How then did we arrive at the point we now find ourselves? As time progressed, many states began passing laws outlawing the marriage of racially mixed couples. In the mid-1800’s, certain states began allowing interracial marriages as long as those marrying received a the state’s approval.
In the 1920’s more than 30 states prohibited whites from marrying individuals of another racial background. 18 states had restrictions on remarrying after a divorce, and a dozen states would refuse a license if one partner were a drunk, addict or “mental defect.” Soon states began requiring all people to obtain a marriage license. By 1929, every state in the nation had adopted marriage license laws.
The government had now entered into the business of determining who was fit to marry, how drunk was “too drunk,” or if some had an addiction or just a vice. By granting government the license to marry, we are granting it the license to further infringe on our individual liberties.
How does the state decide who is a “mental defect?” Could a situation arise today in which the state could claim one partner was not mentally competent enough to get married? Unfortunately, it already has. Last month in Scotland social workers halted a wedding because they deemed the woman, “Not bright enough to marry.”
Kerry Robertson, who admits to having mild learning difficulties is able to read, write, and speak clearly. However social services informed her she would not be allowed a formal license because in their view she “did not understand the implications of getting married.” The government officials were kind enough to inform Ms. Robertson of their decision just 48 hours before her wedding.
Unfortunately this story takes an even more morbid tone. Last week Kerry met with social services to determine the fate of her baby. Kerry who is currently pregnant with the couple’s first child, was told she was not intelligent enough to be a mother.
She was informed she would be allowed only a few hours with her baby before government officials took custody and placed the child in foster care. Social services assert Kerry’s fiancée has no standing as the child’s father because the two are not married and do not have the state’s permission to do so.
This story belongs on the cover of a supermarket tabloid and yet it took place in an industrialized western nation in the 21st century. If the government claimed you had no right to get married, how would you react? If the government informed you it would be stealing your child just hours after his birth, what would you do?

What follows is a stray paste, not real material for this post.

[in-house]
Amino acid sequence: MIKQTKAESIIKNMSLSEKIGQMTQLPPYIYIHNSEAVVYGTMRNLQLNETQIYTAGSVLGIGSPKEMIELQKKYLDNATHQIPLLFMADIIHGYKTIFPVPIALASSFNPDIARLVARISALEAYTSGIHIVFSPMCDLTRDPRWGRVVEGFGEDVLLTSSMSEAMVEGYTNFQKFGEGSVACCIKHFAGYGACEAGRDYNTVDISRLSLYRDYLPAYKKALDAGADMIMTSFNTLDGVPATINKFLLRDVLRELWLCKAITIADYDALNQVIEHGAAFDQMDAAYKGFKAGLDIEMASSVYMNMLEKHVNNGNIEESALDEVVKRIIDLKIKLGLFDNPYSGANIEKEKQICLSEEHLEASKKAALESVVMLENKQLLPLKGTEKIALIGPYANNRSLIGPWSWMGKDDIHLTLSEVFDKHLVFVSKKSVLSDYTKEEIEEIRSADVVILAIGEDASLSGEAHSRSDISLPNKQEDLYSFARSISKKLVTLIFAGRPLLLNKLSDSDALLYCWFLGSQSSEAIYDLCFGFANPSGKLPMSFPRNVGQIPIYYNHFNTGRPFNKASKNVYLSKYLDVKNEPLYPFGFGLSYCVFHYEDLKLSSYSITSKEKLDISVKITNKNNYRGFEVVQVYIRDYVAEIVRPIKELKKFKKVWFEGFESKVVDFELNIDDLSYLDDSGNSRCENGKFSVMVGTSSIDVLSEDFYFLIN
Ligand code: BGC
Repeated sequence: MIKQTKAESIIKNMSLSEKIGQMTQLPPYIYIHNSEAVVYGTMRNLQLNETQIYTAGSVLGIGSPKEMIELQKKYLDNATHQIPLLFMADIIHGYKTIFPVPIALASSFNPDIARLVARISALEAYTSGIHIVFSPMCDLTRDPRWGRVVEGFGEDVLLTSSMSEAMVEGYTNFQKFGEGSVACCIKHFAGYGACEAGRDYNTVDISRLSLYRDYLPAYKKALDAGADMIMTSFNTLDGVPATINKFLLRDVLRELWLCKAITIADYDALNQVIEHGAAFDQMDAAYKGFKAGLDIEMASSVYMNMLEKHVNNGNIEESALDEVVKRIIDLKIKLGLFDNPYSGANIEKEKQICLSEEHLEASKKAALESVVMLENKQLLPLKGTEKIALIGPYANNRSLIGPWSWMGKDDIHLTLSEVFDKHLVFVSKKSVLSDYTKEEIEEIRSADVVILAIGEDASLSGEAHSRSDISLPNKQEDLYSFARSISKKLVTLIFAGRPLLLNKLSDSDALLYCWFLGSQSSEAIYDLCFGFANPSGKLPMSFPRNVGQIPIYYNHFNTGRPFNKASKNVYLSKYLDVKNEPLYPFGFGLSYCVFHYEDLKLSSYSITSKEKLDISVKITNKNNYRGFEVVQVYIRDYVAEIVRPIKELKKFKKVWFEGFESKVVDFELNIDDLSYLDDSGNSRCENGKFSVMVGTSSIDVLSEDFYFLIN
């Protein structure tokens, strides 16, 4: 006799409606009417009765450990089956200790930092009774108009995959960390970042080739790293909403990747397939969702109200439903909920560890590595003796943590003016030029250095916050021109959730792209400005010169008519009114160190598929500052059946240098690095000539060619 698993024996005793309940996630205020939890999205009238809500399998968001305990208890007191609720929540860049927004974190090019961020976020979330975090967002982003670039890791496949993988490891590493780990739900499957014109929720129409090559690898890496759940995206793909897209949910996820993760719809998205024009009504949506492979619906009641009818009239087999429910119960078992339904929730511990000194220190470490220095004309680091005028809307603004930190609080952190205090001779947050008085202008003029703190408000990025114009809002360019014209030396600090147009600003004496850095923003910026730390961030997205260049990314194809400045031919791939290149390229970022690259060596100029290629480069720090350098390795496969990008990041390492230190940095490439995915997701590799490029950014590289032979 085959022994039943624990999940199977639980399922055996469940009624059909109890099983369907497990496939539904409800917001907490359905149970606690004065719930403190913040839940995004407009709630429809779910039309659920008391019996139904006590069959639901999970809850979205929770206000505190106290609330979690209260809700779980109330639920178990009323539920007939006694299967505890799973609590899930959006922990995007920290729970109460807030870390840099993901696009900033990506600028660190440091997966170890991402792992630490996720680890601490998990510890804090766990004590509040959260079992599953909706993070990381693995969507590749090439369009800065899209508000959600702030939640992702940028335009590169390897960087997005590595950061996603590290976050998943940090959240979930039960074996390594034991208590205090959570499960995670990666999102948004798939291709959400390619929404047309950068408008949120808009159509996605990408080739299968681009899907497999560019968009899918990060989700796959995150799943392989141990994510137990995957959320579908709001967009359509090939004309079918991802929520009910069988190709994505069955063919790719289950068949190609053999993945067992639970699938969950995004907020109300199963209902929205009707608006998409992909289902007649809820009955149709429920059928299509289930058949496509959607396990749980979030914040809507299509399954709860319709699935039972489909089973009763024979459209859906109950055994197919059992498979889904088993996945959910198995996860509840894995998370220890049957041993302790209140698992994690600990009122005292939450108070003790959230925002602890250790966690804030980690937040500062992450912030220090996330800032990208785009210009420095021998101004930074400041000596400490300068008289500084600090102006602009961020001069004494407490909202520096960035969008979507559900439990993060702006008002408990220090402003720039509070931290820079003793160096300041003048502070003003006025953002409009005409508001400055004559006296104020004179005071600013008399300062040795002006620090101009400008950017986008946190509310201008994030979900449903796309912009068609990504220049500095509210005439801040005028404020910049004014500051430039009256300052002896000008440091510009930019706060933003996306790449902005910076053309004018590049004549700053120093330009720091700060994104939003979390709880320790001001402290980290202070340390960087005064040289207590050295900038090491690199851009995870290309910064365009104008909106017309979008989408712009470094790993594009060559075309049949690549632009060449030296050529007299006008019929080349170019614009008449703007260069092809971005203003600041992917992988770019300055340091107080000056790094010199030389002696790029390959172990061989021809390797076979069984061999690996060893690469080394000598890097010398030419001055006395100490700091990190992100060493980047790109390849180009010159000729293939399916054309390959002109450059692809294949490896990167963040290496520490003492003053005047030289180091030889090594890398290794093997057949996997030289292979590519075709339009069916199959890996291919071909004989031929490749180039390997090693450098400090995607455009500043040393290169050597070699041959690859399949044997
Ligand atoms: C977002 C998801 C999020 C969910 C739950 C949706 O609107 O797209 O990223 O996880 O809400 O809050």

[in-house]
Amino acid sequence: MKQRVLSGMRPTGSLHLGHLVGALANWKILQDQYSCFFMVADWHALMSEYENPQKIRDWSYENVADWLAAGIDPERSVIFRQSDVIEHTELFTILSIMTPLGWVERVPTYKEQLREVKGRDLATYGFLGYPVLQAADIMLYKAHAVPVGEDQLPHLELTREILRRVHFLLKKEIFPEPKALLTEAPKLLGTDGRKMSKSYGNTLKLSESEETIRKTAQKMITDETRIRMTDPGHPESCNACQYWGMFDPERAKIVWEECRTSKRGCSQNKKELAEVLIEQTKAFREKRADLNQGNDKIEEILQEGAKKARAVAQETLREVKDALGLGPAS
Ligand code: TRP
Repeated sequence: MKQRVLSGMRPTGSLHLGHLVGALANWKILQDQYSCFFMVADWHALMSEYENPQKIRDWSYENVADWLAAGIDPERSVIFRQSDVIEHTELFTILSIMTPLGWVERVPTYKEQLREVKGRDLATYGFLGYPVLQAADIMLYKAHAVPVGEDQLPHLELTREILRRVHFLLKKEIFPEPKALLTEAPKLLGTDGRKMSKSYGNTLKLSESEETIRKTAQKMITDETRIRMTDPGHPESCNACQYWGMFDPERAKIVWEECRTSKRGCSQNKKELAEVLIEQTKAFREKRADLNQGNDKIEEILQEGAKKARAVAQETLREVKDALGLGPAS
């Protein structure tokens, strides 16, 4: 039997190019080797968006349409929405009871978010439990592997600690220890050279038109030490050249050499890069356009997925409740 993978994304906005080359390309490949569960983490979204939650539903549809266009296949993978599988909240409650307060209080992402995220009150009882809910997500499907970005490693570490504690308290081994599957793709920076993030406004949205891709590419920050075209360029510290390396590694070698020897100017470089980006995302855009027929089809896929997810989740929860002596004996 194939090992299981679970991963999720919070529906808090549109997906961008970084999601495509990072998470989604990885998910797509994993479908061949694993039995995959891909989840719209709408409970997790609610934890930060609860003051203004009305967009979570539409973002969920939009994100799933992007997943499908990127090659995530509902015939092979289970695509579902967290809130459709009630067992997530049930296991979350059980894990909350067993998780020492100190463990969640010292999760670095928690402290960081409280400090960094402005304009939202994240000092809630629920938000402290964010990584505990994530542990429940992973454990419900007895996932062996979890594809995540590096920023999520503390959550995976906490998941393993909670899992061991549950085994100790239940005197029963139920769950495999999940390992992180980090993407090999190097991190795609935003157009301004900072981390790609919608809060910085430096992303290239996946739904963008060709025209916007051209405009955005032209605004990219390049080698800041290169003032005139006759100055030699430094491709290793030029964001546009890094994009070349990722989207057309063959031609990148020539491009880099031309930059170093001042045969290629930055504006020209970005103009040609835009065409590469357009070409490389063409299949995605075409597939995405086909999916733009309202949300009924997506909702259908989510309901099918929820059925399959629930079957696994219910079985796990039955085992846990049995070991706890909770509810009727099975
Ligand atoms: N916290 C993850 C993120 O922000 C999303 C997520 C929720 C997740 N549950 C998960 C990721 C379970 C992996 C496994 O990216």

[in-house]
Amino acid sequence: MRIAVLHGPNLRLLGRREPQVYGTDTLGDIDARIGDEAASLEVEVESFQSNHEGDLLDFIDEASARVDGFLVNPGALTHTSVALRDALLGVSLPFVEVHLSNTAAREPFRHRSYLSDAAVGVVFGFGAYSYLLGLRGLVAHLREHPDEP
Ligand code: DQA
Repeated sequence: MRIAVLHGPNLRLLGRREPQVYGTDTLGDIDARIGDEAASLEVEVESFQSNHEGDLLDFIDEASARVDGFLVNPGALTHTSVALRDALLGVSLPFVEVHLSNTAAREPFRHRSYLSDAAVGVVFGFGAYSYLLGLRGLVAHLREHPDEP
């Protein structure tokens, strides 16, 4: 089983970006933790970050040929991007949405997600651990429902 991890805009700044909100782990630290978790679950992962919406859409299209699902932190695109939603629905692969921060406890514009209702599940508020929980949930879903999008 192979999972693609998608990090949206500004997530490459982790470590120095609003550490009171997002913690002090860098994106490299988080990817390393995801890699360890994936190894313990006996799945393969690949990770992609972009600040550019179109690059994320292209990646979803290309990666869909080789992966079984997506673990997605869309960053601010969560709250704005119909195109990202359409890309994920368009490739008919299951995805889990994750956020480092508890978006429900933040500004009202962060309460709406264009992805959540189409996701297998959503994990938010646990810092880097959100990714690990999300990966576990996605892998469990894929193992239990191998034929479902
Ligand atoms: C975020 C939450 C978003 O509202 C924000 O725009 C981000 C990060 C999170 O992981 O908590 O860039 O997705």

For those who hold faith as their moral compass, the power to get married does not come from the government. That power comes from a creator who gave that gift to be enjoyed for His glory and our betterment. In the Bible the blessing of marriage is first found in Genesis 2:18 and outlines God’s desire for man and wife to be joined together in both a physical and spiritual union.
Yet the idea of a license removes both God and parental responsibility from the marriage. Traditionally a woman was given in marriage by her father as the ceremonial passing of care to the new, most important man in that woman’s life, her husband.
Even today the tradition exists and can still be heard in almost all wedding ceremonies. The marrying official states, “Who gives this woman to be married to this man?” At which point the father states his approval. Deuteronomy 22:16, Exodus 22:17 and I Corinthians 7:38 are just a few of the many Scriptural references glorifying God’s blessing in our lives and supporting God’s sovereignty in marriage over the state’s.
For some, the issue of faith and religion has no place in the marriage discussion. A moral code comes not necessarily from a deity but a natural right bestowed upon one from birth. You have an unimpeded right to life, liberty and property just so long as you do not infringe upon the life, liberty and property of another individual.
No government entity, no matter how pure they claim their motives to be, has any right to steal your liberty or tell you how you can live your life and whom you can spend your time with. A couple who claims to be in love, chooses to have a ceremony announcing their union, and begins living together as a married couple has rights both under natural law and the Constitution.
Yet despite the enormous media coverage ballot propositions and marriage laws have gained, the genders of the individuals are actually irrelevant to the rights they share. These individuals have the right to live their lives as they wish as well as the right to be left alone.
What they do not have however, is the right to force those who disagree with their lifestyle to pay for their coupling through tax breaks, partner benefits or economic subsidies. Just as some on the right pine for government intervention in marriage in order to defend traditional values, some on the left clamor for that same intervention in order to secure financial gains and increase the size of government.
Their fight is not for the freedom and equality they claim to desire, but rather the statist policies that would create more bureaucracy and more government debt.
If both the left and the right came at marriage from a liberty perspective they would realize there can be a joint agreement on the necessity for the individual to have pre-eminence over the state. While they may have different sets of values, they could easily reach the same conclusion. The idea of a marriage license infringes on both the God given right to get married and the natural right to live how you wish.
A Necessary Conclusion
In almost every wedding you’ve been to, you’ve probably heard the final words uttered by the marrying official. Whether from a judge, a pastor, or another religious representative, he states, “By the power vested in me by the state of ______, I now pronounced you man and wife.” Advocates of individual freedom should cringe every-time we hear those words.
The idea of, “Power” being granted by a government agency is like a dagger into the heart of liberty. A religious individual should want to defend the idea of traditional marriage as an institution created and blessed by God. A liberty minded individual should want to defend each person’s right to live as they deem proper.
It is not important we agree with one lifestyle or another. It is instead important we agree an individual has certain freedoms that their religion or lack of religion should have no impact on, just as long as others are not forced to administer it, pay for it, or approve of it.